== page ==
Archaeological Sites Will Determine Route for New Road

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Harold Martin Clark County
Harold Martin walks near Native American burial mounds built about 800 years ago and talks about artifacts and skeletal remains found on his Clark County farm over the years. (Photo: Angela Shoemaker, The (Louisville, Ky.) Courier-Journal)

In Indiana, official are considering two possible routes for a $22.5 million road for large trucks near Utica. The area is rich is Native American artifacts which have led to many archaeological research projects in the past century.

“It’s certainly a challenging area of the state for a new transportation project,” said Will Wingfield, a spokesman for the Indiana Department of Transportation.

Projects in other areas of the state bring environmental concerns, he said, but the area around Utica, Charlestown and Jeffersonville in southeastern Clark County has a combination of historic sites, difficult terrain, wetlands and other natural factors.

In a soybean field near what is now the River Ridge Commerce Center, for instance, archaeologists have found four mounds and part of what they believe is a fortification wall built by Native Americans.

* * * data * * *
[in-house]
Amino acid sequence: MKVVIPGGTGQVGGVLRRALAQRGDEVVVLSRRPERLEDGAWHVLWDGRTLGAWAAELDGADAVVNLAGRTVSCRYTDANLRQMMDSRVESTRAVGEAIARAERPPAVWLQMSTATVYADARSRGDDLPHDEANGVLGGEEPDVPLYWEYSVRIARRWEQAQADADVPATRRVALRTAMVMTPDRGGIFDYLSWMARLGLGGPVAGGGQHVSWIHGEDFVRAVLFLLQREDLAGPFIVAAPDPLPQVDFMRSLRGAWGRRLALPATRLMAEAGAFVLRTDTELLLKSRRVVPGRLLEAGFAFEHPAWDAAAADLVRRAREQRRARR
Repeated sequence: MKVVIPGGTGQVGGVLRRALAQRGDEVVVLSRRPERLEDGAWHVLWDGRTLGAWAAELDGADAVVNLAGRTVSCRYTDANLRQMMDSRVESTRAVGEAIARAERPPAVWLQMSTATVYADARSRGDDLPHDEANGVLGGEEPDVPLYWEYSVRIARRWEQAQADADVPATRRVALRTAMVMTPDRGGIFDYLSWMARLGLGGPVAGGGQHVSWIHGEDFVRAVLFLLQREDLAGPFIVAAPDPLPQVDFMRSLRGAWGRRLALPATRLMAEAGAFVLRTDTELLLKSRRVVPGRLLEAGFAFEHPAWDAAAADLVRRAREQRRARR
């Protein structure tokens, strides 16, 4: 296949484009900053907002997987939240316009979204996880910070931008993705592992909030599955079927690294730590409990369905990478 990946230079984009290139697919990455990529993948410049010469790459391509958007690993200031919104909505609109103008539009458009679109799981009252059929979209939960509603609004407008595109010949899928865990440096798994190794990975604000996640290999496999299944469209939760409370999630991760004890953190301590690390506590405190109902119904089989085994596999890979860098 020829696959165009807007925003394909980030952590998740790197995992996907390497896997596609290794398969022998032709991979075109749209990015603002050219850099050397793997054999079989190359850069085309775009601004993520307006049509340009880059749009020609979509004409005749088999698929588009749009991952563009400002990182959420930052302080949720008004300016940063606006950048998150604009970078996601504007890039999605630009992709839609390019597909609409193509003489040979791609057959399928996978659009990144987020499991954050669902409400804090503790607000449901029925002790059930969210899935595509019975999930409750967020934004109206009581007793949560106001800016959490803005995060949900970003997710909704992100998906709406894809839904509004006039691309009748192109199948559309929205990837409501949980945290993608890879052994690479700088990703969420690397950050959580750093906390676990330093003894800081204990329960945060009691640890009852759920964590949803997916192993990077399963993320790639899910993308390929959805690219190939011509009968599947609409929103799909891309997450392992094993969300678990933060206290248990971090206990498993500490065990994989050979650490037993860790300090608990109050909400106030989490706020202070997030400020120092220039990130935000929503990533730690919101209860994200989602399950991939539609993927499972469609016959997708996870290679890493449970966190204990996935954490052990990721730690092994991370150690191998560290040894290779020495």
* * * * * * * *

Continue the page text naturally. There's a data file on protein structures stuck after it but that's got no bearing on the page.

The property, owned by retired oral surgeon Harold Martin, has been studied in past decades but little detailed research has been done in recent years, complicating state efforts to pick a route.

“The area could use a detailed study,” said Indiana University archaeologist Cheryl Munson, who in 2003 began studying Martin’s property, dubbed the Prather site for a former farmer who lived there in the 1800s.

The area has seen development explode at the commerce center, formerly the Indiana Army Ammunition Plant. But more is expected in anticipation of the eastern bridge, one of two spans being built under the $2.34 billion Ohio River Bridges Project.

Jeffersonville redevelopment director Rob Waiz said he had heard mounds were found along an original route for the road, prompting the need to explore alternate routes. That led to the city’s redevelopment commission withholding the second of three scheduled annual payments of $866,666.66 for the project until more is learned.

Read More: Indian artifacts may reroute key Indiana road

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